So many of us never know where our commodities like tea, coffee and cocoa come from. Even more so, we never stop to think of the processes it takes to reach our mugs or tea cups! Those on mission in many parts of the world are privileged to meet those who provide for us . . . and when we return as missionaries each time we walk up and own the aisles of our large supermarkets we smile inwardly knowing that many weeks ago that many items on the shelves were still in the hands of local villagers in the remotest parts of the world.
This young woman is from Pangia, in the Southern Highland Province of Papua New Guinea, and each day, unknown to us, she continues to pluck the cherries off the coffee trees, tip them onto a plastic to remove the skins by hand (see how uses a river stone to take the skins off) so that the coffee bean would be freed to be dried in the sun and then roasted, bagged in copra and transported miles on non- existent roads to the nearest weighing stations and paid a pittance!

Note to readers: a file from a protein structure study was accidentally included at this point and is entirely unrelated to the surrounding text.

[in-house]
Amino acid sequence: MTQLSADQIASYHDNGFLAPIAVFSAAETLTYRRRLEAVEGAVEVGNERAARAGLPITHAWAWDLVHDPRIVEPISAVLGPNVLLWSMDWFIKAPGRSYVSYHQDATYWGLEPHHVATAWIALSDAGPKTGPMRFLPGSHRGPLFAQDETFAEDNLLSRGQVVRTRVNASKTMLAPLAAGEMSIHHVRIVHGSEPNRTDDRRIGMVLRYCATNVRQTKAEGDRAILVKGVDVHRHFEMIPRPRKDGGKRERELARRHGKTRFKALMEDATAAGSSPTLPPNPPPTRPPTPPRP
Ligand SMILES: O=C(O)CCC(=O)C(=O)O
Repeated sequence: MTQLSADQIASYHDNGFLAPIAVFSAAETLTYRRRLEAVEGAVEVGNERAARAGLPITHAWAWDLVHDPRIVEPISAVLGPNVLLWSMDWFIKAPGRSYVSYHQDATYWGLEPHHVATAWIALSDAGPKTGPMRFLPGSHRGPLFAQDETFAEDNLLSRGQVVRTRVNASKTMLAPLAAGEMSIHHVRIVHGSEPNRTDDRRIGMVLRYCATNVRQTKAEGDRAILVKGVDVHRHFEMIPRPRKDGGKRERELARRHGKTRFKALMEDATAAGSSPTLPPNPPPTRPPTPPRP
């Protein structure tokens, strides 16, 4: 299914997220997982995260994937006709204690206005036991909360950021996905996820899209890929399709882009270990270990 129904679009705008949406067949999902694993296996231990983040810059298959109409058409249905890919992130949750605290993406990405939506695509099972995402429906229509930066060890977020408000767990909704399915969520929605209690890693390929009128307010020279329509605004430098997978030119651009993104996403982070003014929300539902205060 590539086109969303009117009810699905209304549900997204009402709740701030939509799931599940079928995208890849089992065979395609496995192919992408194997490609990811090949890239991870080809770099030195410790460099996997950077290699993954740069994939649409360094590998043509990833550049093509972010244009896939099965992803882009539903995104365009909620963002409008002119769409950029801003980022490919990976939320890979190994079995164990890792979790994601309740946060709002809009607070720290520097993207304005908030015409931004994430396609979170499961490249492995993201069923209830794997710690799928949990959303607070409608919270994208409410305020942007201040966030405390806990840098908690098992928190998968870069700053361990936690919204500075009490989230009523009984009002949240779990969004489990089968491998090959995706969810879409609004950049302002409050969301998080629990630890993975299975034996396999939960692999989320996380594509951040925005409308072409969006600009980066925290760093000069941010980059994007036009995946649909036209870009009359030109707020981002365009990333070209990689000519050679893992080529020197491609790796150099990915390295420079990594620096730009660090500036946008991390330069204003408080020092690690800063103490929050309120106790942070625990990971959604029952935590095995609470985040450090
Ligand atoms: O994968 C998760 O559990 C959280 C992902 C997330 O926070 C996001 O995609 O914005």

This October we are celebrating an Extraordinary Month for Mission and its stories and information like this one makes mission all the more worthwhile. We returned missionaries can share what people do in the villages thousands of miles away from our big thriving, affluent cities. We put a human face on people who work for us and who are also Christians and belong to us in so many ways, not only by the produce they provide, but also by their faith and hope that we miles away across the world, are praying and remembering them in their poverty and need.
As we enjoy our next coffee or cuppa let us remember women who “clean” our coffee beans and pluck tea leaves daily for us to simply sit back and relax!
Please pray for all missionaries and Mission around the World
World Mission Day – Sunday, October 20